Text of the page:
FSU Special Collections & Archives houses one of the largest research collections in the world on Napoleonic studies and the French Revolution. Letters, journals, memoirs, newspapers, pamphlets and over 10,000 published books provide insight into the social, political, and military history of the times.
FSU is also home to the Institute on Napoleon and the French Revolution, a unique institution of graduate education in the History Department in the College of Arts and Sciences.It hosts an annual Weider History Conference bringing together early-career scholars from Europe and North America to present their cutting-edge research in the field of French Revolutionary historical study, organizes international conferences, publishes new research, sponsors a Distinguished Lecture Series at Florida State University, and is a founding member of the Consortium on the Revolutionary Era.
Primary sources are typically organized according to who created them.
When looking for primary sources, think about who would have documented the people, places, and events that interest you, keeping in mind that those documents might be written by participants, outside observers, or even opponents of your subject matter. This guide presents just a selection of possible primary source materials organized by war or conflict. Each will include a variety of source types such as personal papers, newspapers, or documents created by government agencies. When using a source, consider how its author and intended audience influences the perspective on historical events.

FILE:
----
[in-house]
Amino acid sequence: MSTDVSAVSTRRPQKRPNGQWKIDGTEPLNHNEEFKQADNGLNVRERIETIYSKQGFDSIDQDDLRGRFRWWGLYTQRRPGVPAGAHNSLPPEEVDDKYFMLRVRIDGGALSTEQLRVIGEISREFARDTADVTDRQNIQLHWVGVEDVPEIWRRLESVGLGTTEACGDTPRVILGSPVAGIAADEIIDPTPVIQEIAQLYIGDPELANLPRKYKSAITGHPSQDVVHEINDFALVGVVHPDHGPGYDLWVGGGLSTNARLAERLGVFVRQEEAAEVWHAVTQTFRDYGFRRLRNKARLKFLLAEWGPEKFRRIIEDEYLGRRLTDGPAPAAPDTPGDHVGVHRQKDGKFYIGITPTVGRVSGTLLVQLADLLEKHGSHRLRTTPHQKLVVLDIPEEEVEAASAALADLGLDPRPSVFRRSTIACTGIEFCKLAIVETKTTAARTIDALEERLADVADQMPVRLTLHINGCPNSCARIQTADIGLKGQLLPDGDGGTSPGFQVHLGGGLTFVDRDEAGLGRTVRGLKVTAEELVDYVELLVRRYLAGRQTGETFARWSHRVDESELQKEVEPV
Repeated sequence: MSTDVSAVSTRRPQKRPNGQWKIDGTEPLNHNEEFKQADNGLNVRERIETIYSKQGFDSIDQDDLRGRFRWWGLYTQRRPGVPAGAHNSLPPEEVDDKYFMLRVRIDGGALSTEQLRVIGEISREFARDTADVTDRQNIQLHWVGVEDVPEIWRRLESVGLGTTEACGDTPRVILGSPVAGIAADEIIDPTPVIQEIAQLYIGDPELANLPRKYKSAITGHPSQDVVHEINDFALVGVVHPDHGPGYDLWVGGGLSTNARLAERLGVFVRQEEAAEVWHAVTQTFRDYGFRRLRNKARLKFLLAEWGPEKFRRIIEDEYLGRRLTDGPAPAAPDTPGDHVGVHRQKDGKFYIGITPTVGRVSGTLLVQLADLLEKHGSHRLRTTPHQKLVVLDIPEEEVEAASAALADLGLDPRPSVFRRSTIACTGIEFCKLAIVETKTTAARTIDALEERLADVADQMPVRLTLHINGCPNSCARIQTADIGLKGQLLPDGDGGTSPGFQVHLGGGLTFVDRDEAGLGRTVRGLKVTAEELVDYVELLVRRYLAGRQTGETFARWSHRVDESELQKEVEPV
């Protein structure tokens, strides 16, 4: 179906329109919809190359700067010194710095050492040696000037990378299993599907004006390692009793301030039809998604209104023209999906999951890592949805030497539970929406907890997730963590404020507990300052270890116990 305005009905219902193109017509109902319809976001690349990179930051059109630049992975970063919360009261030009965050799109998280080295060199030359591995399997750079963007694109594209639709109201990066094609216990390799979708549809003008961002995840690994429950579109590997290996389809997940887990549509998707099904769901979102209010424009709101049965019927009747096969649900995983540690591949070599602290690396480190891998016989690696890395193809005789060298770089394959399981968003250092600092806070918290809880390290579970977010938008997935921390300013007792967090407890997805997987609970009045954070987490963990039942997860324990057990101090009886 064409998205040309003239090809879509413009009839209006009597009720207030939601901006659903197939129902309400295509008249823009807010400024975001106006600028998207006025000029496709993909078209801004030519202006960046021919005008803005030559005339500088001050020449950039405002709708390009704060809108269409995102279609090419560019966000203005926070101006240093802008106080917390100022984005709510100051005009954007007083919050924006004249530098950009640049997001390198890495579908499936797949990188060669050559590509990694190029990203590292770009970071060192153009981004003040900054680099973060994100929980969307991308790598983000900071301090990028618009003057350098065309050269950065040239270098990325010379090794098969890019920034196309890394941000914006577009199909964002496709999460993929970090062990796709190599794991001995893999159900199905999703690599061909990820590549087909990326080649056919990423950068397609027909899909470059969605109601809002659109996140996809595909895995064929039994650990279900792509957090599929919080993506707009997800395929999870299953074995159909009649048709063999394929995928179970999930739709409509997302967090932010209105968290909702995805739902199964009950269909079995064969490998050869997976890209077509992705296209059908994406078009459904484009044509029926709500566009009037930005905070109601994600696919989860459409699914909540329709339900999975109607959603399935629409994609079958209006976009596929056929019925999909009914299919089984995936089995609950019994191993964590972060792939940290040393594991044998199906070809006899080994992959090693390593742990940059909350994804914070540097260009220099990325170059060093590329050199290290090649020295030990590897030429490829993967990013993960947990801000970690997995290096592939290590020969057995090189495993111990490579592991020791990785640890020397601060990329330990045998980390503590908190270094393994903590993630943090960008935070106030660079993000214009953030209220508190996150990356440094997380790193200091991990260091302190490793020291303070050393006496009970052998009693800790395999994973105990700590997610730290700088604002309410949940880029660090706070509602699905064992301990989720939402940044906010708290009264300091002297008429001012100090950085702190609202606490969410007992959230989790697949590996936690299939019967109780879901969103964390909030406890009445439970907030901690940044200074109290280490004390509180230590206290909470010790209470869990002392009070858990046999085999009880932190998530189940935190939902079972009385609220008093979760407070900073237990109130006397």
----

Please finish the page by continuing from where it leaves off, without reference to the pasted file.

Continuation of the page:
With primary sources, the possibilities are endless.
This research guide is not a comprehensive list of primary source collections that might be relevant to your topic. Historians are constantly innovating in the way they use traditional sources and finding creative ways to work with new ones.
You are not alone. Ask an expert!
Research with primary sources is a collaborative effort. Experts in your field will know how resources have been used by other historians, and can help you to think creatively about what types of sources to use. Librarians and archivists are skilled at talking through your research project and connecting you to materials in their collections and beyond. And don't forget to consult the bibliographies and citations of other historians to get ideas on what sources to use (and where to find them).
The Center for Research Libraries (CRL) is an excellent resource for books, periodicals, manuscripts, newspapers, and archival materials in print, microfilm, and digital formats. FSU belongs to this international consortium of university, college, and independent research libraries, which allows FSU patrons to borrow CRL materials via interlibrary loan for extended periods.
One way to identify key collections is through CRL Topic Guides. See, for example, the Topic Guide for France, which highlights a number of Early Modern resources, and resources on the Revolutionary Period.